Hence, we can imagine the number of outcomes where only one quantity is conserved. But nature leaves us only one choice out of many because both energy and momentum need to be conserved. There are many scenarios where only momentum (or only energy) is conserved, but if we require that both are conserved, only one scenario remains possible.

It is also interesting to consider the situation where the momentum is seemingly not conserved. The simplest case is when a man (or woman) stays on the floor and at some moment of time start moving (walking). The initial momentum of a man (women) is zero, and the final momentum is not. What happens to conservation of momentum? Here it is important to consider a concept of closed system, because only in closed system the momentum is conserved. In this case the closed system includes the Earth. So when we start walking we move the Earth! :-)

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edited

Conservation of energy is almost self-evident. Conservation of linear momentum comes from the fact the in an isolated system of particles there is no preferred location. To try to make a point that the two are related seems that would invoke some really convoluted arguments. One deals with invariance of energy and the other with invariance of location.

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Convoluted? If there are no forces present then $E = {p^2 \over 2m}$. To state that they are not related is what's convoluted. And how is conservation of energy more self-evident than conservation of momentum? Both need nontrivial assumptions and nontrivial theorems (at least to layman) to prove. Very strange answer... – Marek Apr 4 '11 at 15:46
And I just noticed that last sentence is also complete crap, so -1. Both have to do with invariance w.r.t. to translations. Orientation plays no role here. – Marek Apr 4 '11 at 15:48
I forgot how to read! I was thinking that linear momentum has a line and an orientation, so wrote down the wrong thought! Thanks for point it out. – ja72 Apr 4 '11 at 16:51
Hmm. Linear momentum has a "line" and an orientation ? So it's just like a vector, then ? :-) – user2925 Apr 4 '11 at 22:07
No it is more than a vector. It is a line (direction+location), just like a force. To describe the linear momentum of a rigid body you have to specify its components + the location of the center of gravity. To specify it away from the COG, one must include the cross-moment components $\vec{r}\times\vec{L}$. The conservation law includes the location as well as the components (orientation) of momentum. – ja72 Apr 5 '11 at 12:33

Check out Noether's Theorem.

Conservation laws are best explained as consequences of space and time symmetries: Because space is the same in every direction we see momentum as beng conserved, because time is uniform we see energy as being conserved. http://en.wikipedia.org/wiki/Noether's_theorem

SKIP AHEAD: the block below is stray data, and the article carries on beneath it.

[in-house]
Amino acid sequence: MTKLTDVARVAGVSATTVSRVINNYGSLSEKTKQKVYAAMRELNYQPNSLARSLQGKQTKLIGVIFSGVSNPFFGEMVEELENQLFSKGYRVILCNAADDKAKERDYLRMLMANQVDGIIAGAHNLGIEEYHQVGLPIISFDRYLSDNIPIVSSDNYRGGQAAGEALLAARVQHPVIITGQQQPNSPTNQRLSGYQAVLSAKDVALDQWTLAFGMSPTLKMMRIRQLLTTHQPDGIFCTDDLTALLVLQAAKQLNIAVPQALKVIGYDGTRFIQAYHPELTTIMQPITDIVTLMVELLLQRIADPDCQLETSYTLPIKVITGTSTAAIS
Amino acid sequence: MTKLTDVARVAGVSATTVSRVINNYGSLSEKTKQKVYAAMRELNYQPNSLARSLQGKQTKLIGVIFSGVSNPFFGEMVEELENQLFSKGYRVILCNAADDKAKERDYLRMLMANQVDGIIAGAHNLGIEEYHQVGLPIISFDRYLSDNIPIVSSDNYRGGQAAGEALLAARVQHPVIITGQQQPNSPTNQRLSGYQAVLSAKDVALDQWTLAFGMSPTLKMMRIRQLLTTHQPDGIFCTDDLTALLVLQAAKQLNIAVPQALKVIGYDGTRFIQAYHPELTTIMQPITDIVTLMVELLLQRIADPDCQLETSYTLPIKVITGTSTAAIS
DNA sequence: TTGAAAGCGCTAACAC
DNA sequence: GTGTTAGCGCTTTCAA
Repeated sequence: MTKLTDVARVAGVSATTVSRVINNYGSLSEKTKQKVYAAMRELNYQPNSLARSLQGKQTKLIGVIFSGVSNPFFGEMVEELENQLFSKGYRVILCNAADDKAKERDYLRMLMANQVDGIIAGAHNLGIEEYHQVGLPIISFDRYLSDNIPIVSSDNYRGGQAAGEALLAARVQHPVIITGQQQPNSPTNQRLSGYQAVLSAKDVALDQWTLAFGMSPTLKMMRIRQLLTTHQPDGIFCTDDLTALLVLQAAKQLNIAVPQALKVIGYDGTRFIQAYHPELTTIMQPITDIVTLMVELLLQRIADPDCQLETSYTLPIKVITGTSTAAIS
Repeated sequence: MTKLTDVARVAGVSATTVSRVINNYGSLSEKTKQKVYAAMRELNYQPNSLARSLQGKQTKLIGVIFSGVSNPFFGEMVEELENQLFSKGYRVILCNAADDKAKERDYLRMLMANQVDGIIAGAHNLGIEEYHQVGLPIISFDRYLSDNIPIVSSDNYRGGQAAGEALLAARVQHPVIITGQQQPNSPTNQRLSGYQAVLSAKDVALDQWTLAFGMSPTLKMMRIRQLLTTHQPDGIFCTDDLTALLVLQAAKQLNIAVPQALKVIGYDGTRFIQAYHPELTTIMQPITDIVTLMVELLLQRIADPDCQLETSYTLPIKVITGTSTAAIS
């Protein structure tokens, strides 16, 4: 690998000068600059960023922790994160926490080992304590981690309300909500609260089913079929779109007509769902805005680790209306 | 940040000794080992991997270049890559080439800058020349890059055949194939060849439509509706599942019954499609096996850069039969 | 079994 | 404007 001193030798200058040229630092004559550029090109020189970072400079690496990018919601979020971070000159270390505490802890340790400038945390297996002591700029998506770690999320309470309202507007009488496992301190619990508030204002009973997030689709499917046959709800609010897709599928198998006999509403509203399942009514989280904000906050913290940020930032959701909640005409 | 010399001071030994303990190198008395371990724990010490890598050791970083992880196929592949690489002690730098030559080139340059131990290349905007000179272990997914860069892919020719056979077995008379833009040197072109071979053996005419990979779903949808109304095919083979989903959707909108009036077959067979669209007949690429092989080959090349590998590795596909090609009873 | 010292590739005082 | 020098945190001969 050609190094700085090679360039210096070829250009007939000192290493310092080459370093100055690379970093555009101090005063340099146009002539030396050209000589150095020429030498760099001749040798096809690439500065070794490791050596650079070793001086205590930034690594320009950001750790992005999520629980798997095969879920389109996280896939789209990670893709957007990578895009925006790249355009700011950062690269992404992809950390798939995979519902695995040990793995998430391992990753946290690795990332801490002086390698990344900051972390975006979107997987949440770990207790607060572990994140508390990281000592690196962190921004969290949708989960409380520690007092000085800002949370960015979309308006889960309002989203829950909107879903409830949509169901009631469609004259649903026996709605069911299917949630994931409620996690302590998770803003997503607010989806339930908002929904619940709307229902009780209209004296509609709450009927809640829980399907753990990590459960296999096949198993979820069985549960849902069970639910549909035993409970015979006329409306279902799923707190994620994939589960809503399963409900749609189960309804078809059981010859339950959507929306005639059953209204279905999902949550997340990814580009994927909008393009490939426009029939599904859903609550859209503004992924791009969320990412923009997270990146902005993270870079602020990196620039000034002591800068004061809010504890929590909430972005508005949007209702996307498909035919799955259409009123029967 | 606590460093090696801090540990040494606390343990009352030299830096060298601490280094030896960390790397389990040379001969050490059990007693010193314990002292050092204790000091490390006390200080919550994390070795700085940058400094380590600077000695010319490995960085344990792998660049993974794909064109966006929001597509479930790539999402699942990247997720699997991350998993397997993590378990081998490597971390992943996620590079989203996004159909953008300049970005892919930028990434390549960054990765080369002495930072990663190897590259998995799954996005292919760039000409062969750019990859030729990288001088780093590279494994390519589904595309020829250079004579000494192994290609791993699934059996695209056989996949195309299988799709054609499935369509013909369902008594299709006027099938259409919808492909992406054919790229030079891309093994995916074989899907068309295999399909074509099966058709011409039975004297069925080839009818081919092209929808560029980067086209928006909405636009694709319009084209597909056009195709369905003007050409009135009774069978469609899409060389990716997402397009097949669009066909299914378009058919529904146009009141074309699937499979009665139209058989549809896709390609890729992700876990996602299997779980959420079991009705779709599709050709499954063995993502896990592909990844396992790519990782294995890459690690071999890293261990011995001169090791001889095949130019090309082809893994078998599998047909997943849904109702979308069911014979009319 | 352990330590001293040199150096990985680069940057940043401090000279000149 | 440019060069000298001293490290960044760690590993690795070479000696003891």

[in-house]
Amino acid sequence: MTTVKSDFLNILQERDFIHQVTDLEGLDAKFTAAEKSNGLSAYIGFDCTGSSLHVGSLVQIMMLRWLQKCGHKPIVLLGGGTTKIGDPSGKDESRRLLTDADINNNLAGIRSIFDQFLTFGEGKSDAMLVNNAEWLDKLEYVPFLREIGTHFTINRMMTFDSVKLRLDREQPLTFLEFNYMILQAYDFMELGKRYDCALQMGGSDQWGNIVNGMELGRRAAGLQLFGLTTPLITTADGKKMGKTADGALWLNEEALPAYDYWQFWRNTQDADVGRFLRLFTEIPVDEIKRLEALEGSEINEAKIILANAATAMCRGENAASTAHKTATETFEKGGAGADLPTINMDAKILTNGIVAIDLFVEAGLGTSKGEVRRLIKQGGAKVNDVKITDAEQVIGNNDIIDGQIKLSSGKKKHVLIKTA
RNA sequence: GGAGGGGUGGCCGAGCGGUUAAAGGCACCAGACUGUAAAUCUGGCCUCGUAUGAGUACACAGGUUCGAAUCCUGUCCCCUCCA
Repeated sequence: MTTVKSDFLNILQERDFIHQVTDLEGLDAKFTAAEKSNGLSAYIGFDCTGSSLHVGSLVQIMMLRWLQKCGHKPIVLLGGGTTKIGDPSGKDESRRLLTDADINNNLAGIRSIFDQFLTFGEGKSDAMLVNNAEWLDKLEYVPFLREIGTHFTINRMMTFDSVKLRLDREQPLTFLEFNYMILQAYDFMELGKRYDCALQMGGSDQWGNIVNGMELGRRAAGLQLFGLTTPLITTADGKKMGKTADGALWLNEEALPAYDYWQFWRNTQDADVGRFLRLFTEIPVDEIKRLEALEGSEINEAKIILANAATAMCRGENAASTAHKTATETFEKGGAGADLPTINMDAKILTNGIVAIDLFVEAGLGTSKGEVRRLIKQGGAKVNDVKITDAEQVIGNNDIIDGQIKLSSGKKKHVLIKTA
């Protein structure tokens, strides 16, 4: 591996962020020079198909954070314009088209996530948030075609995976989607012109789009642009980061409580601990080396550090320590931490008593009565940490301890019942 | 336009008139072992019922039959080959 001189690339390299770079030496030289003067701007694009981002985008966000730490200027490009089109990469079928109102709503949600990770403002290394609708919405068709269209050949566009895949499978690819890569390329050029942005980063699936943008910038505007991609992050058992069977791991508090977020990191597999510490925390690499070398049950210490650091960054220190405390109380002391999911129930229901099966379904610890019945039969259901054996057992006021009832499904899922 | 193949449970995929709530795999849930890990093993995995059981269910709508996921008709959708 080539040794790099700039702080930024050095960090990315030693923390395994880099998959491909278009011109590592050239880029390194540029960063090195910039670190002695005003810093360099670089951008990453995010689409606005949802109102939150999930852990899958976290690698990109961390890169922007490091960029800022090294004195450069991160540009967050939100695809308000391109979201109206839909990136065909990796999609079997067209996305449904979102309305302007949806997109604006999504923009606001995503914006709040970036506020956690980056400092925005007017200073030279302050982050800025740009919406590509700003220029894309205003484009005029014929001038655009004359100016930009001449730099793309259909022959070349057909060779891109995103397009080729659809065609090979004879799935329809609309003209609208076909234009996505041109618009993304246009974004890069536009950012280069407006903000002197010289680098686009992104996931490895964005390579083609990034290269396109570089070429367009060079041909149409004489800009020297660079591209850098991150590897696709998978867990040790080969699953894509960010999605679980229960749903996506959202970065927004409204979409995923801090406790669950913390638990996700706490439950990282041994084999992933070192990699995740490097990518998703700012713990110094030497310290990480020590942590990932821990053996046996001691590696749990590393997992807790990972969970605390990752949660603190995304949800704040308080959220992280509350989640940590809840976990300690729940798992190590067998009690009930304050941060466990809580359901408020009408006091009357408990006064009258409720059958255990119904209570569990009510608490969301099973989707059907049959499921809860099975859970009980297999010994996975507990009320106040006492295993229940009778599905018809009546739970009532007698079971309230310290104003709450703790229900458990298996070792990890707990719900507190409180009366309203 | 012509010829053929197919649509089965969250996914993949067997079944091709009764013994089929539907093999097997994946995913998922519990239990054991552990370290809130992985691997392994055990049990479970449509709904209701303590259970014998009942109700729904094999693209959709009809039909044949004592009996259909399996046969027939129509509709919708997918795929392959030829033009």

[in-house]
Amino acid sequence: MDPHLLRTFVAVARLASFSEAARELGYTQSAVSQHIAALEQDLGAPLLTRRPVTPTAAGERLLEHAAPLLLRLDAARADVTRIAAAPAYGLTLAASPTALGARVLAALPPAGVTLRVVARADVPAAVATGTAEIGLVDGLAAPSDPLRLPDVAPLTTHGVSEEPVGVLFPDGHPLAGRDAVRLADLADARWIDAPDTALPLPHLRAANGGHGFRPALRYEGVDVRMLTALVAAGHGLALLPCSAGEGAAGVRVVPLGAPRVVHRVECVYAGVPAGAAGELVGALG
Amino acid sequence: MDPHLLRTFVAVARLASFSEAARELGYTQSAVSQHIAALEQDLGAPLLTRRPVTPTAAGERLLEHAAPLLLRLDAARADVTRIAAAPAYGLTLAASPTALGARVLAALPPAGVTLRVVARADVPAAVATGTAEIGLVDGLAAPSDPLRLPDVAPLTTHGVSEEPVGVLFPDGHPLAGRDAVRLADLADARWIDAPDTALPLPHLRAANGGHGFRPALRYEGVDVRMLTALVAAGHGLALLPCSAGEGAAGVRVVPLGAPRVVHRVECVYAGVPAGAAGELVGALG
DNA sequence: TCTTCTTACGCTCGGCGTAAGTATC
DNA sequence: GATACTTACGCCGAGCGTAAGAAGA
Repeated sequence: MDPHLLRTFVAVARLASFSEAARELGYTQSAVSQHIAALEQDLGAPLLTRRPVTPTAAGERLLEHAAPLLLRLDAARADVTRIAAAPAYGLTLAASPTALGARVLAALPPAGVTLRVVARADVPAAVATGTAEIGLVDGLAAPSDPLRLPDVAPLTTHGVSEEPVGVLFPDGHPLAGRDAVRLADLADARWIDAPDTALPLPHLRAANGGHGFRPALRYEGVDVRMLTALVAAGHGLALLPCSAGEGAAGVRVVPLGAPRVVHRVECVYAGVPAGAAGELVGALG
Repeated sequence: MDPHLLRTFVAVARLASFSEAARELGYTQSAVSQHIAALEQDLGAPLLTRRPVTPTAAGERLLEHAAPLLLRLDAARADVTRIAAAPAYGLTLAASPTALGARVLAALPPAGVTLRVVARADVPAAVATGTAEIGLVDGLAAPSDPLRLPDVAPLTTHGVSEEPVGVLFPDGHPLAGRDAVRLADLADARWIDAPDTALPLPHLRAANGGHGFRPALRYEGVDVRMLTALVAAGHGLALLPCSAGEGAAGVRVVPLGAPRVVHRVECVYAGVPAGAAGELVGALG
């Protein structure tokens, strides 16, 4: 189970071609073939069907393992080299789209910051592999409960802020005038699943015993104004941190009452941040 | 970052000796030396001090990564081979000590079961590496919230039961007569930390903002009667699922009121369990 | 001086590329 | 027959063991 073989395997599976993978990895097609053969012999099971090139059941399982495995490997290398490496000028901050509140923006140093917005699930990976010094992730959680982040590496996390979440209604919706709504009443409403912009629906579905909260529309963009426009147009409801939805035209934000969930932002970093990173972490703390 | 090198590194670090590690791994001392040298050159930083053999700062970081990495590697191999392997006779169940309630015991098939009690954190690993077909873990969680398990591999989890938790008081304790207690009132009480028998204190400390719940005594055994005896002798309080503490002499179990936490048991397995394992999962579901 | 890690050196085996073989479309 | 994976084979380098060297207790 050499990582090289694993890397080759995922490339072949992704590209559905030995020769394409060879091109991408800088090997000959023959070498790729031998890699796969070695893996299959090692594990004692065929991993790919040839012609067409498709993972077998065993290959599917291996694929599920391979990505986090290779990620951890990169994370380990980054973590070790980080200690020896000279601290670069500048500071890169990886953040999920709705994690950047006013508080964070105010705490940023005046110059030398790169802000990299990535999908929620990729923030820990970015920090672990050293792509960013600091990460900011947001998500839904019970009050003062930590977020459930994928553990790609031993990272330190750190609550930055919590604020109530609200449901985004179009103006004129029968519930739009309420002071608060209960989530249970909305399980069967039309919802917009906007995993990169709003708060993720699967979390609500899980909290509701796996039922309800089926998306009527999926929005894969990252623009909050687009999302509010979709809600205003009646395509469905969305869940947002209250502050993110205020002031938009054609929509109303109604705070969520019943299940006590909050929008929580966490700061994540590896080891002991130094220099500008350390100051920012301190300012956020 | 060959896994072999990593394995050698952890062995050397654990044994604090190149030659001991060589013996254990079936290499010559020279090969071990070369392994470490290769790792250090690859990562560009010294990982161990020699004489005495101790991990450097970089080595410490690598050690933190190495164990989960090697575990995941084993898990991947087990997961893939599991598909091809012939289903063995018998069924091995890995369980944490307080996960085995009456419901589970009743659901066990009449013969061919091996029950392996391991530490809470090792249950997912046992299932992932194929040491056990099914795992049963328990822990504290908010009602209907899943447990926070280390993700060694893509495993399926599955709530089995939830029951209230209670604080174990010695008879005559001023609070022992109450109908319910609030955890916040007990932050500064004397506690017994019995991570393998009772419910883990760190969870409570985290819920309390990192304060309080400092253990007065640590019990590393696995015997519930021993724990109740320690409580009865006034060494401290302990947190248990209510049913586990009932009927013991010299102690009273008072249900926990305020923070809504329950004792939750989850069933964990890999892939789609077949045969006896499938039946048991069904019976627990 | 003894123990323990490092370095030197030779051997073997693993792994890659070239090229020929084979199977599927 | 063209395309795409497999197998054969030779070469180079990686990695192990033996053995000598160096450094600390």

Note that energy is not conserved in relativistic situations but momentum is - this is related to the nature of relativity.

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-1: Energy may or may not be conserved in relativistic systems just like nonrelativistic systems. – DJBunk Feb 7 '13 at 22:56

The 16 year old is on to something but no one realizes it because physicists and those who teach physics assume that kinetic energy is a valid scientific principle. This opening sentence will naturally solicite laughter and other reactions but take a moment anyway to consider the following analogy. It looks at what happens when you define energy or force with respect to distance. Energy (kinetic energy) is related to force acting through a distance. Imagine a passenger sitting in the rear seat of a car and he hands his cell phone to the driver. If the car is stationary, that phone travels about 3 feet with respect to the road. If the car is moving, the phone might travel 10, 20, 30 or more feet. The time it takes to hand the phone does not change; it is a constant. Now think about force, it causes things to accelerate. When a body accelerates, it changes its velocity/speed. As this occurs, that body will travel a certain distance and take TIME to do so. First, take wind resistance and other unrelated things out of the mix. Accelerate a body from 0 mph to 10 mph; this takes time and the force will act through a distance. Accelerate the same body from 10 mph to 20 mph using the same amount of force. The time to change that body's speed by 10 mph does not change; the distance it travels during that act will. In short, there is something wrong with the kinetic energy formula. Do not do what everyone does and assume that because something has been around for a long time that it is correct.

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Would you please express your doubts in formulas people can understand and explain precisely why do you think there is something wrong? – Bzazz Feb 7 '13 at 22:53
I think he's saying that kinetic energy is frame dependent, which is true and not at all a problem. More generally the total energy is frame dependent, but conserved. – Michael Brown Feb 8 '13 at 0:35